THERE was a time when you couldn't move
in Nantwich for antiques shops, but
nowadays the new outlets in vogue are the coffee shops. (Charity shops are close behind - but that is another story.
In 2017 we have many new types of
shops finding they can attract customers and it would seem that in the
lead are ladies' hairdressing salons and then fashions shops.
I haven't done an actual survey
on this and someone who is in the survey business or who has time on
their hands may question my opinion.
Most of the coffee shops appear to be surviving
which suggests that
there is a need for them. But it seems strange that a small town like Nantwich - tourist magnet though it is - should need so many.
I mean, we are not
Chester, York, or any of the other tourist attractions, which - being much
bigger, of course - need a large number.
Although, since I first wrote this
item, I have found that many other towns have an awful lot of coffee shops.
At one time there was the
odd place that served coffee - apart from restaurants. Then, shops set up for one type of commodity
would open up an unused floor and sell coffee, with all the extras, of
Other shop owners, obviously having
done their market research, decided they could do the same and more and more premises followed suit.
There was a drive at one time for
upper floors to be used for accommodation - if the owners didn't want to
"live over the shop" there were plenty of people who did, it was argued.
I am not sure what became
of that. Clearly some people do live in flats in the centre of town,
although others are put off by the rowdies who invade the town at
weekends. For the record, this is being dealt with.
That is probably one
reason why some shop owners preferred to use the space upstairs for a
fact that even with so many coffee outlets there are times when you cannot
get a table for love nor money proves the need for the service.
there as a coffee shop on every street. Some streets don't have any. Pillory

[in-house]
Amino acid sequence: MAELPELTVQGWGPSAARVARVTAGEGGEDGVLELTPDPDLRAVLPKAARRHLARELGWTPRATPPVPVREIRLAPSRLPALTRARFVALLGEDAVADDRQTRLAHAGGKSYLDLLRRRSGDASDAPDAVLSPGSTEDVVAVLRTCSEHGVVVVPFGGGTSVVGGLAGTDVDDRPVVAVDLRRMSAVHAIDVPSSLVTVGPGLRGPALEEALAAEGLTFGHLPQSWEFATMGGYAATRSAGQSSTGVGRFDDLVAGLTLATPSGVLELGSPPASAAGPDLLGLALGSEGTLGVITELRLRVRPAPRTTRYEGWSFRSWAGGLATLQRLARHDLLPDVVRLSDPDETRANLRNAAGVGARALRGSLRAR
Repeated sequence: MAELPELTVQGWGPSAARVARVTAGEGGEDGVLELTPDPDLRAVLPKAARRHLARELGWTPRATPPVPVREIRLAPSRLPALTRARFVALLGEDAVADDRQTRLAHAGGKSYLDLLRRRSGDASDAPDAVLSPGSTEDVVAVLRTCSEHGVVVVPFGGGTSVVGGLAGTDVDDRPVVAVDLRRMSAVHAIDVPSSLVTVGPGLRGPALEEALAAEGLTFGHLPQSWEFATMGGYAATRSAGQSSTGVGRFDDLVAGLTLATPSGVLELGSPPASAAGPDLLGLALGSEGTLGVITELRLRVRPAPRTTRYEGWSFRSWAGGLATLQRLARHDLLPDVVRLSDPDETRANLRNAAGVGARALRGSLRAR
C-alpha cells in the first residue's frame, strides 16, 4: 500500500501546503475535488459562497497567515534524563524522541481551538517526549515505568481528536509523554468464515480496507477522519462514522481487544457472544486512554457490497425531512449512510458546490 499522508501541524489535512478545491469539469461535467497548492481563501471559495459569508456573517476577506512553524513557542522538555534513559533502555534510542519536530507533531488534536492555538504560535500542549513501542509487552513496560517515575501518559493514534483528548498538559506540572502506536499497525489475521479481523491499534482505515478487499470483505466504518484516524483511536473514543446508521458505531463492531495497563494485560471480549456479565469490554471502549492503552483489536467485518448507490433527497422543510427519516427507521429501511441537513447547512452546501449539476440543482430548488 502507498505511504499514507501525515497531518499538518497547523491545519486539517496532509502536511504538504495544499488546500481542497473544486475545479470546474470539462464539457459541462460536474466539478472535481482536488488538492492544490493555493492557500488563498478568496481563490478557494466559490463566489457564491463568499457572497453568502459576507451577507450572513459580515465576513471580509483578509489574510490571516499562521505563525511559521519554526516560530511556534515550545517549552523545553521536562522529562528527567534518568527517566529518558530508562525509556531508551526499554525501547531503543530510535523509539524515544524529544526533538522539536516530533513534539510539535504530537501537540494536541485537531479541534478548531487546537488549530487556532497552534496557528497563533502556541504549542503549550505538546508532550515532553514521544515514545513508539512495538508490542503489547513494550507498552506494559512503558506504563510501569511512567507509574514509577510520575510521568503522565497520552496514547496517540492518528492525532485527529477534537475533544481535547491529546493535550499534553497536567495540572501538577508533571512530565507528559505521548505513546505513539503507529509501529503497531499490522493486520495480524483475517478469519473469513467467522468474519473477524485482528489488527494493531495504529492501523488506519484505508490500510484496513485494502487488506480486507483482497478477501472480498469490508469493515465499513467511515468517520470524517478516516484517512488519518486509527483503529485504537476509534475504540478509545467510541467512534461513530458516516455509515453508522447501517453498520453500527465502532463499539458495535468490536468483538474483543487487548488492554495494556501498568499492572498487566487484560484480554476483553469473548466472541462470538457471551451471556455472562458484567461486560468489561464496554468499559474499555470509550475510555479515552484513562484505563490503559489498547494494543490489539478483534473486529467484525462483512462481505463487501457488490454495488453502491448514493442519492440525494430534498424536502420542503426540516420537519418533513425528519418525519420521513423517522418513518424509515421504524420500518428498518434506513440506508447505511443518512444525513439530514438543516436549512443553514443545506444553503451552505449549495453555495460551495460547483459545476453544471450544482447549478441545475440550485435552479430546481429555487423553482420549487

Street has three.
When the local newspaper, The
Nantwich Chronicle, closed its Nantwich office in Mill Street, the premises were snapped up. Not for another office, but for a coffee shop.
One place that sells coffee is a
shop in name only. The Church Shop - more correctly the
Visitors' Centre - in the porch of Nantwich Parish Church. And on
Saturdays, the Parish Hall across the way
is the venue for local
organisations to hold coffee mornings . . .
Another church premises to serve
coffee is the Methodist Centre in Hospital Street. Formerly the
schoolrooms of the church across the road, it now houses both buildings.
One "coffee shop" goes
under the different name of a Tea Shoppe! A previous proprietor, when it
was called Inglenook Tea Shoppe, genial Bob Hope
(yes, that's his real name) told me he was the only tea shop in the county.
seems that to be able to use that description you have to sell at least 10
different teas as loose leaf. Those tea bags will not do. The
shop later (2012) became Molly's Tea Shoppe after having other owners in
Just for the record, the
pictures on this page are not an indication of the quality of the drinks on sale. They were placed
randomly as the page evolved and the size and shape of the images is simply according to how I took them.
When I was researching the coffee
shop phenomenon I asked for a list of coffee shops in the town to make
sure I wasn't missing any out. The source - I won't name them for
obvious reasons - said no, they didn't have a list. In any case, the
tended to come and go.
In February 2014, the one over Bratt's
ladies shop in Churchyardside did just that and closed.
Although it was named
Teresa's Ice Cream Parlour in Oat Market, it listed coffee as one of a number of items
it sells, so I
included on this page. It later closed and a barber took over the
premises. That too, closed, and it is now (2018) empty.
The newest coffee shop
(March, 2017) is Miss Marmalade's in Pepper Street. In March 2019,
Molly's Tea Shoppe closed.